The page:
Bisphenol A (BPA) is extensively used in manufacturing of a broad range of consumer products worldwide. Due to its widespread use, human exposure to BPA is virtually ubiquitous. Broad human exposure coupled with a large scientific literature describing estrogenic activity of BPA in animals has raised public health concerns. To comprehensively evaluate the health effects of BPA exposure, a chronic toxicity study using a wide-range of BPA doses (2.5-25000 μg/kg bw/day) was conducted jointly by the NTP, thirteen NIEHS-supported grantees, and the FDA, which is called the Consortium Linking Academic and Regulatory Insights on Toxicity of BPA (CLARITY-BPA). As a participant in the CLARITY-BPA project, the objective of the current study was to evaluate the effects of chronic BPA exposure in Sprague-Dawley rats on the relative number and proportion of defined leukocyte populations in the spleen and the thymus. Toward this end, lymphoid tissues from a total of 641 rats were assayed after being continuously dosed with BPA or controls for up to one year. To comprehensively evaluate the effects of BPA on leukocyte compositions, extensive endpoints that cover major populations of leukocytes were assessed, including B cells, T cells, NK cells, granulocytes, monocytes, macrophages and dendritic cells. In total, of the 530 measurements in BPA-treated rats, 10 measurements were statistically different from vehicle controls and were mainly associated with either the macrophage or dendritic cell populations. Most, if not all, of these alterations were found to be transient with no persistent trend over the one-year time period. In addition, the observed BPA-associated alterations were mostly moderate in magnitude and not dose-dependent. Due to the aforementioned, it is unlikely that the observed BPA-mediated changes alone would adversely affect immune competence.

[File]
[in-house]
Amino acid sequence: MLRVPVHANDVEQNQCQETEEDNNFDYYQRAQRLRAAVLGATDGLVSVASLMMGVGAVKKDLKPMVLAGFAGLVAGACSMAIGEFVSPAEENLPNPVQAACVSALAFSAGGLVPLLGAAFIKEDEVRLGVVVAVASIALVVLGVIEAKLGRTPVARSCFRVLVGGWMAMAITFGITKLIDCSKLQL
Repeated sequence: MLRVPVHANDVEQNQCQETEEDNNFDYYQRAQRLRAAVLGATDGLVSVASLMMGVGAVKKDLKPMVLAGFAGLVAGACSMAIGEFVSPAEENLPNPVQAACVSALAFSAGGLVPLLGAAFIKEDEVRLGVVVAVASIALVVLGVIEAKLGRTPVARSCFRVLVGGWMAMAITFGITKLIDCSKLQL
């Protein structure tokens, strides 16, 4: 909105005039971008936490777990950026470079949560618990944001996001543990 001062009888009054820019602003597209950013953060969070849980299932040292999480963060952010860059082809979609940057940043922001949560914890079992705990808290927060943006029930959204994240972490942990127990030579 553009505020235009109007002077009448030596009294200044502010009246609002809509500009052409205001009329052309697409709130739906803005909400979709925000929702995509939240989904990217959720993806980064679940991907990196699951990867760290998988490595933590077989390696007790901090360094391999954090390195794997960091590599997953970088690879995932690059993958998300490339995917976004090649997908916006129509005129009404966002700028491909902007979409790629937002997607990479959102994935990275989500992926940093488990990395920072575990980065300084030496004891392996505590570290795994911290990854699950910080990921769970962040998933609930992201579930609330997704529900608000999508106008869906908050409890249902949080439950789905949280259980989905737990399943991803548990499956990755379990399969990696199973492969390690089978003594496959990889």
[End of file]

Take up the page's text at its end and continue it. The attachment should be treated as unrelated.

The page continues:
Keywords: BPA; Bisphenol A; CLARITY-BPA; Immune system; Immunotoxicity.
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